As the title tag of my blog would suggest, the major topic of choice for me at the moment is the whole conundrum of who we are as people. Okay, more truthfully, who I am. When I had my first child I took on the mantle of motherhood. That's not a bad thing and it's rather unavoidable in the circumstances. But, instead of being, 'Merry', the goofy, quirky, literary demon, who gets lost while driving (as I live under the delusion that all expressways lead where ever I'm going). Instead of being someone who writes well, argues often, laughs at the absurd, bends a few with friends, likes to shoot stick, yells at the tv during Cubs games (also unavoidable), and has many more layers - I became the one thing. The only thing. Somebody's mom.
Kate N Mia's Mom paid me a really high compliment yesterday. She said how I can write well and be a mom was remarkable... (I thank you with link love - it's also a compliment you should pay yourself). Even though it is a compliment, it brings me back to what has, over the past few years, become a running theme for me. Why do we have to be one thing? I'm not heading for a feminist rant here, but I don't know any men that cease to exist as people the minute their first child is born. My husband is a father of three. But the only people who view him primarily as a dad are his own children. To everyone else he's the same person he was before, or whatever he's evolved into for them in the last ten years.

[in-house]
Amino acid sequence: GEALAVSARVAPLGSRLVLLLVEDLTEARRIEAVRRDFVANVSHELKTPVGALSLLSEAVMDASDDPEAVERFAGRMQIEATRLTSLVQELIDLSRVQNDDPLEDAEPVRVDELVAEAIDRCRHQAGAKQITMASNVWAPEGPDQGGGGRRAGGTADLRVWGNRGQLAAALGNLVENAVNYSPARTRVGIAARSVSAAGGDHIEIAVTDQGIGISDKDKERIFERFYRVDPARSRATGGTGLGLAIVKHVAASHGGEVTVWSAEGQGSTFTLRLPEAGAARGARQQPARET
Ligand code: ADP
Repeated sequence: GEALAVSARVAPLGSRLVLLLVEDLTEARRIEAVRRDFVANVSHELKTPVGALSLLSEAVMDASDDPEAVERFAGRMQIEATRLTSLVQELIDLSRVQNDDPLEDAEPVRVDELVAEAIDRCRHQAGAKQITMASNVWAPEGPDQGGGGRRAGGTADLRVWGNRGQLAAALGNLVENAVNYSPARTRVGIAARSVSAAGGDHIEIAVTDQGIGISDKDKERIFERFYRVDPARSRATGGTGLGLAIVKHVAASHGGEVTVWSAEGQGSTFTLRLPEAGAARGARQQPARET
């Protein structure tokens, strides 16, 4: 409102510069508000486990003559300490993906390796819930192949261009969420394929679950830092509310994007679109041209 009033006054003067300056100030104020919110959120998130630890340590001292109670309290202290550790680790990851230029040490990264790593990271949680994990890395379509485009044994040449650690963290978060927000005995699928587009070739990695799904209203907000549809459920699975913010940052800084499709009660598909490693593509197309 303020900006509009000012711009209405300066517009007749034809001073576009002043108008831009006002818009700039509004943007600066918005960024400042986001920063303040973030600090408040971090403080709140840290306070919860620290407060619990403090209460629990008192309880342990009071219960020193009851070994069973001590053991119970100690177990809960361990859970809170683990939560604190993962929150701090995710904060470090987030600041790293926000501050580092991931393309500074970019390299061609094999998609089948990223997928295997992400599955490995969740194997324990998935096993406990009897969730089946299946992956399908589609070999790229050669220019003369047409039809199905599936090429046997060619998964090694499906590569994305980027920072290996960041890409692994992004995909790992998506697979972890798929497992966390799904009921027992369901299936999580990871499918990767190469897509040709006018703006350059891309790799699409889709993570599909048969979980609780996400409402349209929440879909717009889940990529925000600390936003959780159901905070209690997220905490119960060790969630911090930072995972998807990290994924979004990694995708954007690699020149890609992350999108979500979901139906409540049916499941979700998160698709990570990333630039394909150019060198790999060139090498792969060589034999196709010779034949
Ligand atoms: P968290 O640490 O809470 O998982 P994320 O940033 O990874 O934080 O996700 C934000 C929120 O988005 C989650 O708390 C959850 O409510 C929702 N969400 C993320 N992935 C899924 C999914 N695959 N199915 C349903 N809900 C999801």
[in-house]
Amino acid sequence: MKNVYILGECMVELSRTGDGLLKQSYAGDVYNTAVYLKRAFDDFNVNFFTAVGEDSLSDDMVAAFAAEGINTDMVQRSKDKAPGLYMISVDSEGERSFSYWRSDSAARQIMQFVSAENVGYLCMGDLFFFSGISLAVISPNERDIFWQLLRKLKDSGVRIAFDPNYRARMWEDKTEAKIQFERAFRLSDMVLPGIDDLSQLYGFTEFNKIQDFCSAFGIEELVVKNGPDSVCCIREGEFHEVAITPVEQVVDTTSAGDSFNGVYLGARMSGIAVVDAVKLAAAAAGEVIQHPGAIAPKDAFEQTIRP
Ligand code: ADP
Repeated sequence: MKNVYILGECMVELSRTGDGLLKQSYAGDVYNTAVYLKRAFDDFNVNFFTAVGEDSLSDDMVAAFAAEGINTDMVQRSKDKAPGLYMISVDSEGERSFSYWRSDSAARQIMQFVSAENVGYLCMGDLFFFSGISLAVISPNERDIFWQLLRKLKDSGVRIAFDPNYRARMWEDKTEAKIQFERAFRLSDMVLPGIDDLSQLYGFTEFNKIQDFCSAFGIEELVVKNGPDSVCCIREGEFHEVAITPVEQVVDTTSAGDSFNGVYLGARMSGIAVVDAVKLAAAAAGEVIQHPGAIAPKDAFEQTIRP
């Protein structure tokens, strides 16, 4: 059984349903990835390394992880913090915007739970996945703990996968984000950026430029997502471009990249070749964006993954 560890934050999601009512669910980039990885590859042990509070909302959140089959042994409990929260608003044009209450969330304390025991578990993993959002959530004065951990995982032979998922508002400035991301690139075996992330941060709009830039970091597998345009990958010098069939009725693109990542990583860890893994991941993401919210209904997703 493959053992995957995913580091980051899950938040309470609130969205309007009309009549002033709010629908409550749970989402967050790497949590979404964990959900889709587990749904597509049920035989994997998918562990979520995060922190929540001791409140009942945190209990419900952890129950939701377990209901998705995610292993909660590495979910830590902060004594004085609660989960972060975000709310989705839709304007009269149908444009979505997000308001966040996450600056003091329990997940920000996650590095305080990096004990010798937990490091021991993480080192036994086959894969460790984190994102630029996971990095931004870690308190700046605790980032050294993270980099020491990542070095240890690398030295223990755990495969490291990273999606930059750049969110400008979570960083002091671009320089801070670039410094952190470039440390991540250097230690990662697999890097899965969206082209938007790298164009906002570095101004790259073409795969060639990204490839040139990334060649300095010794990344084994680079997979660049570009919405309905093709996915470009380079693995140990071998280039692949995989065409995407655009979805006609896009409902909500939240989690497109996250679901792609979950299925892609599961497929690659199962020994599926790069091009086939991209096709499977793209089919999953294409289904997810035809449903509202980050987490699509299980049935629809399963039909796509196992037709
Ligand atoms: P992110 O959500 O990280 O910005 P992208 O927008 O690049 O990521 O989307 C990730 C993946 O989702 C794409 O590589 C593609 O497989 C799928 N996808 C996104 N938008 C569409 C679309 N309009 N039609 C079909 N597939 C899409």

Maybe it's because he doesn't take the responsibility of full time parenting. Maybe it's the way the world turns things, and makes you fall into this or that category. Maybe it's because in the nearly ten years since my first child was born I have built my life around that role of motherhood, because it is my primary career. That's my full time job and it has no retirement date.
So, while I've been wandering around in prose, some of you may have stumbled through, thinking, 'So what's her friggin' point?' You can be a mom and still be a person. You can place raising your children as the highest of your priorities and still harbor dreams and chase ambition. I'll take it further still, you owe it to yourself and your children to be everything you can be, to do all that you can do, and to chase your happiness. My kids need my time and love and effort, and they get that. It means writing in the middle of the night and not having what some other lucky writers have - peace and quiet and support on their journey... That I can hack, right now it's a balance and that's okay. But putting them first doesn't mean I give up on me, it's only a detour.
I'm somebody's mother... But I'm not your mother, so you shouldn't see me as a mom, see me as a person. If you're going to judge me, judge me for me, not my label. If you're a writing mom, dad, just a blogging fool, and you have an opinion here, let me hear it - I'd love to discuss.